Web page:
The Environmental Performance Index (EPI) is a measurement system that was produced by collaboration between Yale and Columbia University. It is used to assess the performance of 163 national governments with regards to 25 indicators of environmental policies and the results are published on an annual basis during the World Economic Forum. Here are the 2012 greenest countries in the world for expats:
While Iceland is indeed a green country that is rich with stunning countryside and mind-blowing views, it is the government’s environmental policies that gave this country the top spot on the list of the world’s greenest countries. One of the biggest areas within which this country scored highly was the countrywide use of geothermal energy. A massive 82% of the energy used in Iceland is derived from hydrogen and geothermal sources, with just 18% being from coal.
Iceland’s score: 93.5
Previously featuring in the top spot on the EPI, Switzerland was just beaten to the top spot by Iceland this year. However, the people living in Switzerland are just as dedicated to green living as ever and there are many interesting policies in place that are aimed at encouraging the people who live in Switzerland to be mindful of the effect that their actions have on the environment. For example, the government imposes fines for the disposal of trash and there are some cities and towns in Switzerland in which no cars whatsoever are permitted.
Switzerland’s score: 89.1
Like Iceland, the government in Costa Rica is heavily focused on the use of renewable energy sources and there is a nationwide objective to become completely carbon neutral by the year 2021. Although the amount of deforestation that took place in Coast Rica in the past has tarnished their reputation as an environmentally-friendly country, the government are working hard to redress their previous actions and are currently engaged in a heavy program of reforestation, during which they plan on planting over five million trees over a five-year period.
Costa Rica’s score: 86.1
As with many of the high-scoring countries in the index, it is Sweden’s lack of use of fossil fuel that has helped them to score so highly on the EPI index and the government there plan on completely phasing out the use of fossil fuel by the year 2020. In addition to this, they are increasingly making use of the lumber that is generated in their forests as a means of generating fuel and energy.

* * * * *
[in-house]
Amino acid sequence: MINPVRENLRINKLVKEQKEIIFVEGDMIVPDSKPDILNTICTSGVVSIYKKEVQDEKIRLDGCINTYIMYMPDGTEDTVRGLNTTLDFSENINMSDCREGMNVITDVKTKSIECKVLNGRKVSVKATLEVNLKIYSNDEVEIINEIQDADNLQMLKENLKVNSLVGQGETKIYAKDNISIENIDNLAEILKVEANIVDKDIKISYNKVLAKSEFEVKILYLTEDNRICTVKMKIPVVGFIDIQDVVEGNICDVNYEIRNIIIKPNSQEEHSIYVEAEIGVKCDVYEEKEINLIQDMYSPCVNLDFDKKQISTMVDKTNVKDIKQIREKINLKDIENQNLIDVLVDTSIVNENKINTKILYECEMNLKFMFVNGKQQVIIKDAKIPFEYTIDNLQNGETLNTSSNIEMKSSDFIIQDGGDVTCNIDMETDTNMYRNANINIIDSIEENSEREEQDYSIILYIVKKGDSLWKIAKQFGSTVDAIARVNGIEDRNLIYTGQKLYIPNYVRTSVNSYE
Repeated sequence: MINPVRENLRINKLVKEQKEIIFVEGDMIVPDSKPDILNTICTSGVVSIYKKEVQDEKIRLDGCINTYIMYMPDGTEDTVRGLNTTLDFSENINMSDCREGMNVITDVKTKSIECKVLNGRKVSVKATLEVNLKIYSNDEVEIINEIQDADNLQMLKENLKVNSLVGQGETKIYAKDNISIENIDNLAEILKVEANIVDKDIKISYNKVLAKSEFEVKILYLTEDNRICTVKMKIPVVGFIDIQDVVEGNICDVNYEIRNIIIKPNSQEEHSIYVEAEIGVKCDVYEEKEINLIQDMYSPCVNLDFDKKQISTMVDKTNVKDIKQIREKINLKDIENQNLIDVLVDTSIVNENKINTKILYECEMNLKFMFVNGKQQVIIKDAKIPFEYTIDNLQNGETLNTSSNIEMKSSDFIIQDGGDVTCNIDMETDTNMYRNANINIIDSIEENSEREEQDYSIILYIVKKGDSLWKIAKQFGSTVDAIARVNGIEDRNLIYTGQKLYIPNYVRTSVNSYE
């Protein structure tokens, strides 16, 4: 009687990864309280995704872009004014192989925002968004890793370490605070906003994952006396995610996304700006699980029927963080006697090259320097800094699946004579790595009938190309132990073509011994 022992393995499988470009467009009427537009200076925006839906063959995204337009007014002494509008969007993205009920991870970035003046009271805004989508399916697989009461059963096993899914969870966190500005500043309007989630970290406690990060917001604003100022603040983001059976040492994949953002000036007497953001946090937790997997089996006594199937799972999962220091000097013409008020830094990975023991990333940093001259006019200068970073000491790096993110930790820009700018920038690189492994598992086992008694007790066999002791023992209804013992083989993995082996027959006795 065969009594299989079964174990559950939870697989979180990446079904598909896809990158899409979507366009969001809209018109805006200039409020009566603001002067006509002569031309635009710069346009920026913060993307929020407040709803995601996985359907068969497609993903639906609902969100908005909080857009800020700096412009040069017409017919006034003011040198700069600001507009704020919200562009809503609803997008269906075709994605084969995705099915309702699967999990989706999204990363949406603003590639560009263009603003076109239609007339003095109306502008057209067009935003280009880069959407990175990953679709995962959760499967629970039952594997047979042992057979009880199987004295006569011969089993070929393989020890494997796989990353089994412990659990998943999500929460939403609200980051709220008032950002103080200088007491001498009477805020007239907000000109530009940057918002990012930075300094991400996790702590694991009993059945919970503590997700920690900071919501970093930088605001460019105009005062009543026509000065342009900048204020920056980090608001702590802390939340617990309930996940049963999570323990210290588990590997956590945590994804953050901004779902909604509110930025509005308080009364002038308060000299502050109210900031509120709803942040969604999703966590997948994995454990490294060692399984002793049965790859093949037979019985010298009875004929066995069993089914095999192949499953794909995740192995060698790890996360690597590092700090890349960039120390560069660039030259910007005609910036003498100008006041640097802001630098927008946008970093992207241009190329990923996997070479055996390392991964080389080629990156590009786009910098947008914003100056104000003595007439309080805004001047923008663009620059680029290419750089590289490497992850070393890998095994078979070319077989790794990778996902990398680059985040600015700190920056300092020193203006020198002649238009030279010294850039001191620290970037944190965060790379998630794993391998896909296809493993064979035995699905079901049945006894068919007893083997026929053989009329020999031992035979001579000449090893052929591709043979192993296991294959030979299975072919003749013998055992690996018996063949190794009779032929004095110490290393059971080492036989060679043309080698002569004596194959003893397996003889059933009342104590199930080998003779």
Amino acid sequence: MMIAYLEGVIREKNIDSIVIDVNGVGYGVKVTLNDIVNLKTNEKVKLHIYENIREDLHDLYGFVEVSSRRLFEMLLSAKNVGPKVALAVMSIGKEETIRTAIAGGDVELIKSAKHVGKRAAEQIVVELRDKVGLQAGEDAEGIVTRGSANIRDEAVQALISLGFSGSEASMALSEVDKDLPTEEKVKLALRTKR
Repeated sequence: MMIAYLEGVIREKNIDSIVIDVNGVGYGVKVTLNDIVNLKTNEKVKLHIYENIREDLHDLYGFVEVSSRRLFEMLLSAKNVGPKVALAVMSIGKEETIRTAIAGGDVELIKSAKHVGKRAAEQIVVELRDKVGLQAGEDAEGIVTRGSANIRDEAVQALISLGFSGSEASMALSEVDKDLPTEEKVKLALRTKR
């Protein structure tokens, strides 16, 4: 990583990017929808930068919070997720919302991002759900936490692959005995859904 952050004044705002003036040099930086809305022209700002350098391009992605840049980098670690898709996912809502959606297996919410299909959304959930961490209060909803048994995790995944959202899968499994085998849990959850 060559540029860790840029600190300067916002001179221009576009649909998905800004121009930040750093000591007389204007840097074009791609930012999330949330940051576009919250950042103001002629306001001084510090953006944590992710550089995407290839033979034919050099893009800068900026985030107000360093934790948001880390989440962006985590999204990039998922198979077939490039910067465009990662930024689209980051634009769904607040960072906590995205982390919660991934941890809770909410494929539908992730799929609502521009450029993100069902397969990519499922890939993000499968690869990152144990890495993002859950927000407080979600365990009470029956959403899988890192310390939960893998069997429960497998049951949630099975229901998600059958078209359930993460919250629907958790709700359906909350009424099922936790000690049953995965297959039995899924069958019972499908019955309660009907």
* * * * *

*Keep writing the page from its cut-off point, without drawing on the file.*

Sweden’s score: 86.0
Norway is a country that is all too familiar with the consequences of global warming and, being so close to the melting artic, it is most certainly within their interests to protect the environment and prevent further damage. One of the biggest ways in which they are doing this is through concerted efforts to become carbon neutral and the government and people are working together to become completely neutral by the year 2030. One of the main ways in which they are encouraging this is through increasing the prices of diesel fuels and encouraging cheaper eco fuels.
Norway’s score: 81.1
The Mauritius government has made concerted efforts to make the country as eco-friendly as possible. Despite the limited resources on the small island, people use a multitude of different approaches to reduce their carbon imprints and reuse as many items as possible through a comprehensive recycling program.
France feature high on the EFI list as the result of a number of factors, including their use of eco-fuels and renewable energy, rate of recycling, energy conservation programs and rewards for the use of solar energy. One of the biggest ways in which people in France are recycling materials is through the use of hay bales in the construction of buildings.
Just slightly behind France is Austria. The majority of the countries in the top ten index share something in common, their small size and Austria is no exception to this, it is only 84k square kilometers, of which 46% is forested land. The geographic context of the forests and mountains has ensured that Austrians have been forced to manage the land very carefully. The Federal Environment Agency plays a critical role when it comes to making sure that the forest and fisheries are sustainably managed.
Although many people may not consider Cuba to be a sustainable country, a number of government polices that are aimed at consistently managing the country’s natural resources has contributed to a high EFI. In 1981 the Cuban government passed what is known as Law 33, which detailed the ways in which the country transform its environmental performance. Cuba was the only country in the world rated as having "sustainable development" in the World Wildlife Fund Living Planet Report 2006 because they met the two underlying criteria of the Human Development Index and the "Ecological Footprint".
After many years of deforestation activity the Columbian government finally learned their lesson and began a series of activities that were aimed at stimulating eco-friendly activities. Many projects have successfully been implemented, which include the use of bamboo instead of steel for construction projects and raising the awareness of the need to act in an environmentally conscious fashion.
Do you have a comment about this article, a further question or even a correction? If so please do let us know.
We may edit your comments and cannot guarantee that all comments will be published, please be nice!